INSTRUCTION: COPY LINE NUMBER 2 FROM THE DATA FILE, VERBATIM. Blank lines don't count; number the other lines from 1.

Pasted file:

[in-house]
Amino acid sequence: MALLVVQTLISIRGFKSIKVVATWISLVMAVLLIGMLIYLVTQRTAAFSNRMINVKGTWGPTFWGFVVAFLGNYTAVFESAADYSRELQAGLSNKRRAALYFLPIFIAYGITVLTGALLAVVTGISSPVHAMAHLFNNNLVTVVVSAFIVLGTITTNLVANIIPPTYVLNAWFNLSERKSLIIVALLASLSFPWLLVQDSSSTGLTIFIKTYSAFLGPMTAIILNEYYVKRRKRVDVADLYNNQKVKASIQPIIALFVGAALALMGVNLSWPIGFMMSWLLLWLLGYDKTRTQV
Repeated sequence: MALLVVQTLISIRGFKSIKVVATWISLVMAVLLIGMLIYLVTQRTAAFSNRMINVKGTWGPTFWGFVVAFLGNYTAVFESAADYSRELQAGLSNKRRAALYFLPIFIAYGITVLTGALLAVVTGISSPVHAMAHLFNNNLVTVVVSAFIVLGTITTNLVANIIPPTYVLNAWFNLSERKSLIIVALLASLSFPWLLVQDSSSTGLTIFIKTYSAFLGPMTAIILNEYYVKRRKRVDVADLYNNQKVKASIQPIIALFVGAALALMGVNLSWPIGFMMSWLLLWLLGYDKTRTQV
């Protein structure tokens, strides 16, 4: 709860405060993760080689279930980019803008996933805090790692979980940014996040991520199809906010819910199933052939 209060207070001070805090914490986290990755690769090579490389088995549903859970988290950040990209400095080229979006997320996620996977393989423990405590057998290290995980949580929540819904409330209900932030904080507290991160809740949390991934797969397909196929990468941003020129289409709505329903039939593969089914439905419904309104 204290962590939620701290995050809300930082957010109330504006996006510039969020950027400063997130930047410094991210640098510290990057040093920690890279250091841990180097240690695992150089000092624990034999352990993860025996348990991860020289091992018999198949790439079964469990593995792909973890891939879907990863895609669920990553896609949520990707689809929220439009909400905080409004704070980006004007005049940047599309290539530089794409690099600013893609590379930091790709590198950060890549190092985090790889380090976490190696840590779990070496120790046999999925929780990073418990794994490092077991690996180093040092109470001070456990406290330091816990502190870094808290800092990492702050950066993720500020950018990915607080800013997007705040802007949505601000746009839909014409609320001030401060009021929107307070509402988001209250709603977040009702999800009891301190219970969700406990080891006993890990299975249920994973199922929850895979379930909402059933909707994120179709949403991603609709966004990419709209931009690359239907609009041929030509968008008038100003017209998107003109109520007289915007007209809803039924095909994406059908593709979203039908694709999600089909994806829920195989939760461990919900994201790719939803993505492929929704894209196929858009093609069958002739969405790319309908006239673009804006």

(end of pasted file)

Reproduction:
Amino acid sequence: MALLVVQTLISIRGFKSIKVVATWISLVMAVLLIGMLIYLVTQRTAAFSNRMINVKGTWGPTFWGFVVAFLGNYTAVFESAADYSRELQAGLSNKRRAALYFLPIFIAYGITVLTGALLAVVTGISSPVHAMAHLFNNNLVTVVVSAFIVLGTITTNLVANIIPPTYVLNAWFNLSERKSLIIVALLASLSFPWLLVQDSSSTGLTIFIKTYSAFLGPMTAIILNEYYVKRRKRVDVADLYNNQKVKASIQPIIALFVGAALALMGVNLSWPIGFMMSWLLLWLLGYDKTRTQV